Thursday 16 September 2010
Culture, Media and Sport
Free Swimming (Wakefield)
The Petition of Mrs Priscilla Whisker and residents of Wakefield constituency, and others,
Declares that HM Government’s decision to cut the previous Labour Government’s free swimming scheme from 1 August 2010 will make it more difficult for under 16 and over 60 year olds to access swimming facilities in Wakefield; further declares that the scheme was part of the 2012 Olympics legacy to get more people involved in healthy activities; further declares that there are high levels of child obesity in Wakefield; and further declares that the cuts will disproportionately affect the health of poor people in Wakefield.
The Petitioners therefore request that the House of Commons urges HM Government to recognise the value of encouraging young people to take regular exercise and to learn to swim; to recognise the important health benefits of swimming to children and people over 60; to reconsider the cuts to the Swim 4 Free local authority grant support; and to reinstate the Swim 4 Free grant support to local authorities from 1 August 2010.
And the Petitioners remain, etc.—[Presented by Mary Creagh, Official Report, Monday 26 July 2010; Vol. 514, c. 835.]
Observations from the Secretary of State for Culture, Olympics, Media and Sport:
The Government understand the difficult circumstances some people now face in being able to access and afford regular swimming at their local pools. However, the unprecedented levels of debt facing the country have regrettably meant that the Government have had to take the difficult decision to end the Free Swimming Programme. The Government are aware of the popularity of the Free Swimming Programme and understand the disappointment this has caused. However, savings need to be made in all areas to ensure the Government can start to tackle the budget deficit the country is facing. Continuing to fund this programme did not represent good value for money.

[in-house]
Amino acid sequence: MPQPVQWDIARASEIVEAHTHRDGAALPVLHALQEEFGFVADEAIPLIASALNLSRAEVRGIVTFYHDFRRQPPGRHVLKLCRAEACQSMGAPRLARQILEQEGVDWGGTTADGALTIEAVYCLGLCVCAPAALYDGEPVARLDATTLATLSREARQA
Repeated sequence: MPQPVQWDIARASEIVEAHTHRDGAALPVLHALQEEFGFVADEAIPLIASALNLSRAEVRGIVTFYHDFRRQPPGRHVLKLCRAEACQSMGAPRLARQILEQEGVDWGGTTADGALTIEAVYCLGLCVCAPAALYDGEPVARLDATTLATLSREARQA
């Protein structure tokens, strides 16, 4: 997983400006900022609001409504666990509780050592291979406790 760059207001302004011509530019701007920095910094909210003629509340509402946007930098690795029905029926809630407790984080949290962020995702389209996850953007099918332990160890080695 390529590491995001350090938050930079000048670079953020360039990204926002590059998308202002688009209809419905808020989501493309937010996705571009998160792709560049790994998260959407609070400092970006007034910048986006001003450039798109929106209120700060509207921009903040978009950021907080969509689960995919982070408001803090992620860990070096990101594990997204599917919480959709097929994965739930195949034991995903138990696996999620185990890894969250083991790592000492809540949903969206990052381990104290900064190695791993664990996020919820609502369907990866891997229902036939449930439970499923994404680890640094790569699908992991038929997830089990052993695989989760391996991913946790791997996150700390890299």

PricewaterhouseCoopers LLP (PwC) was commissioned in April 2009 to undertake an independent evaluation of the Free Swimming Programme in England. PwC were tasked with measuring the extent to which the Free Swimming Programme has increased the number of swims and the number of swimmers. Their report, which is available on the DCMS website, estimates that a high percentage of both adults (83%) and children (72%) would go swimming even if they had to pay.
The Government are aware of the health benefits which regular swimming brings. The evaluation did seek to compare the costs of the Programme with the economic benefits in terms of potential cost savings to the NHS. The results of this analysis suggest that the costs of the programme outweigh the benefits.
It is regrettable that the Government have had to take the decision to cease funding the Free Swimming Programme. However, this should not discourage individual local authorities from continuing to offer free or discounted swimming in their areas via membership schemes. It is for local authorities to decide whether or not they can continue to do so based on their own assessments of costs and affordability.
The Government are committed to the delivery of a meaningful London 2012 Olympics sporting legacy. Mass participation is one of the key strands of this legacy. Across Government, the 2012 Olympic and Paralympic Games will be used to encourage people to be more active. To deliver this, Sport England will focus on improving facility provision and developing sport at a community level. The Government have also set out plans to reform the National Lottery which should see an extra £50 million a year available to sport by 2012.